Stuff worth looking for Sunday at the Masters:
Is it win or place for Jordan Spieth?
Is there any other choice? Spieth is making out like the ultimate horse for this course. Until further notice there are only two choices for him every time he arrives at Augusta National: Do I finish first or second?
That’s all he has done in his three previous appearances here, and look who pulled in right behind the leaders Saturday. Not even Tiger Woods could claim such a concentrated period of dominance. For instance, after Woods’ went 18 under in 1997 (the score Spieth matched in his 2015 victory), he finished eighth and 18th the next two years.
Third-round leader Justin Rose addressed Spieth’s affinity for this place: “It’s a second‑shot golf course, and he’s a good iron player. He’s very sharp with that. He’s got a great golfing brain. This is a very strategic golf course and you have to make good, smart decisions out there. It tempts you at times. It can dangle the carrot. You need to be on top of your thinking and he’s very good at that. And his putting speaks for itself.”
Spieth will seek to become the first fellow to win a Masters champion with a quadruple bogey besmirching his four day’s work (that happened Thursday at No. 15).
Who will stand up on the back nine?
You know the adage. The Masters doesn’t start until the back nine on Sunday. Which begs the question: Why have we been here all week?
Anyway, here’s a look at how the top contenders have done on the back side through the first three rounds this week. You be the judge.
Justin Rose, 3 under (he shot a 5 under 31 Saturday). Sergio Garcia, 2 under. Charley Hoffman 2 under. Jordan Spieth 1 under (with that quadruple bogey on the first day). Ryan Moore 1 under. Rickie Fowler 1 over. Adam Scott 2 over.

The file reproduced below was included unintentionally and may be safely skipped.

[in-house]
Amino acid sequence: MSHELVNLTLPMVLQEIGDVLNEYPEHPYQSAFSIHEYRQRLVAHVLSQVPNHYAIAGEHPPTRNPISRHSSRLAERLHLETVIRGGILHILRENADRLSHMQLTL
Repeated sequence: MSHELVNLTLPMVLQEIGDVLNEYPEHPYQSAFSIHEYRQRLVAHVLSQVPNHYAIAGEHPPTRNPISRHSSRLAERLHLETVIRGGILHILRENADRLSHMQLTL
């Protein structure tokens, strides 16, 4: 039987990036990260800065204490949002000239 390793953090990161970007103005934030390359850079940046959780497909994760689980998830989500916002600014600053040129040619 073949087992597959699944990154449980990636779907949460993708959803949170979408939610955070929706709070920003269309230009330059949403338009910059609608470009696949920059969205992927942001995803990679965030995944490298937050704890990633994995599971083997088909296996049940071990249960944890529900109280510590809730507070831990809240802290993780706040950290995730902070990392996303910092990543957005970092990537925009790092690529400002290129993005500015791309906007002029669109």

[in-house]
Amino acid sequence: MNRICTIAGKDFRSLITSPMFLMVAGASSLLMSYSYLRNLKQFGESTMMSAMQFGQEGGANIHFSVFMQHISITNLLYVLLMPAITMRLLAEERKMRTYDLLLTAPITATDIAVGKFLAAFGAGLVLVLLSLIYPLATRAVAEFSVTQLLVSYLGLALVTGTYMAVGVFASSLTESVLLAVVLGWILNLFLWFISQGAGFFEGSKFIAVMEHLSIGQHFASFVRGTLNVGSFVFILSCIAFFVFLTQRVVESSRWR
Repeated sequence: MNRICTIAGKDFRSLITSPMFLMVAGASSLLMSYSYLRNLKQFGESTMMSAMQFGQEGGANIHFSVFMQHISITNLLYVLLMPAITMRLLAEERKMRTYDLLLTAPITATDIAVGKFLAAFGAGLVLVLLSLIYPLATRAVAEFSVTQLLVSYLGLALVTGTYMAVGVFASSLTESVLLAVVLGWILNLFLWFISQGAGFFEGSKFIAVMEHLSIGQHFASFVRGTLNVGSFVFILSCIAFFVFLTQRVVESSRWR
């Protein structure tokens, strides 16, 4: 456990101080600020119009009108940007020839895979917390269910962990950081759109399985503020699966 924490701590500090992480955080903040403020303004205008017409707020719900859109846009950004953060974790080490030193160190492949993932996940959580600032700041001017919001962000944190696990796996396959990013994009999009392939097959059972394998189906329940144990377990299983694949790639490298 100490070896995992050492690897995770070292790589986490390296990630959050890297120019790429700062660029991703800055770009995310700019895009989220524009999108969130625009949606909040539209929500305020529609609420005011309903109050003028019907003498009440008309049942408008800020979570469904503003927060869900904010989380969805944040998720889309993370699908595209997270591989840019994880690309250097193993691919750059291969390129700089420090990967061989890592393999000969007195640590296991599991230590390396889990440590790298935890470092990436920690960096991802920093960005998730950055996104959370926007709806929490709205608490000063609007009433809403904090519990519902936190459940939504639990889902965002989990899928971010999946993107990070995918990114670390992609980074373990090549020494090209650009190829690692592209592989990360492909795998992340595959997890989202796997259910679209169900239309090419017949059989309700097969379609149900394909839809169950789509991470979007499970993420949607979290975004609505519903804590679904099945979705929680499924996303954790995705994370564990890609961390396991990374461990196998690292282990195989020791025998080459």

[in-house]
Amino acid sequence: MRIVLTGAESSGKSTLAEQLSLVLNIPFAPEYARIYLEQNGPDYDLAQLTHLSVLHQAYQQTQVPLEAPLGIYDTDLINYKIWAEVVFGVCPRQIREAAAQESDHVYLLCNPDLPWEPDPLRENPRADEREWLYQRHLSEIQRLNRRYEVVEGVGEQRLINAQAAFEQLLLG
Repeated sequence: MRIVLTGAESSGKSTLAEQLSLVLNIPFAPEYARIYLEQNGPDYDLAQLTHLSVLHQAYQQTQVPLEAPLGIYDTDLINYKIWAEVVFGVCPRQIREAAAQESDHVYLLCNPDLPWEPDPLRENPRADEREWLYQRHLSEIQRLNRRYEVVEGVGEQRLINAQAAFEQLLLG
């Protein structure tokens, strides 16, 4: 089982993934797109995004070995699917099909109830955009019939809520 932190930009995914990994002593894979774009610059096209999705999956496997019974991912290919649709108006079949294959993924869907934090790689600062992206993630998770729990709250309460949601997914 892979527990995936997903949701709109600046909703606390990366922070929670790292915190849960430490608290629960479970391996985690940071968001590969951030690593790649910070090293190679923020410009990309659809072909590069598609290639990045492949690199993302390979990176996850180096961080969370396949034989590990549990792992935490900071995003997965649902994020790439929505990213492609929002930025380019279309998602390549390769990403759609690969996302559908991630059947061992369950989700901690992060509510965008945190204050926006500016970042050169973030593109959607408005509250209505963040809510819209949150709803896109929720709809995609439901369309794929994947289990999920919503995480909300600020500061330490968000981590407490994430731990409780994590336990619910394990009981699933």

Could these final pairings get any more comfortable?
The closing pair of twosomes Sunday couldn’t have been better matched. They held the 81st Masters and a buddy movie broke out.
In the penultimate pairing, there are Americans Spieth and Fowler, who just last year went on a bro-romp in the Bahamas along with fellow pros Justin Thomas and Smylie Kaufman. The probably won’t wear Hawaiian shirts to the first tee Sunday, but that bears watching.
Paired last are Justin Rose and Sergio Garcia, who only have four shared Ryder Cup experiences together. And most of those have been very fond memories.
We’ll see if such familiarity breeds good golf.
And here’s an idea: Why not just throw them all together and play a Ryder Cup-style four-ball match?
Can anyone ambush the leaders from behind?
Art Wall Jr. (1959) was the only Masters winner who began Sunday outside the top 10.
Average finish of the last 10 54-hole Masters leaders: 3.6.
Those at the top at the beginning of the day are bound to be hanging around up there at the end.
Is a playoff inevitable?
With so many players of pedigree jammed so closely together on the leaderboard, how can 18 holes today be enough to separate out one?
The Masters is due for some extra holes – the last playoff coming four years ago when Adam Scott defeated Angel Cabrera in the rain.
Admit it, you’d like a little more Masters. You want to eat dinner on a TV tray while the light grows dim at Augusta National.
This leaderboard deserves a dash of extra drama.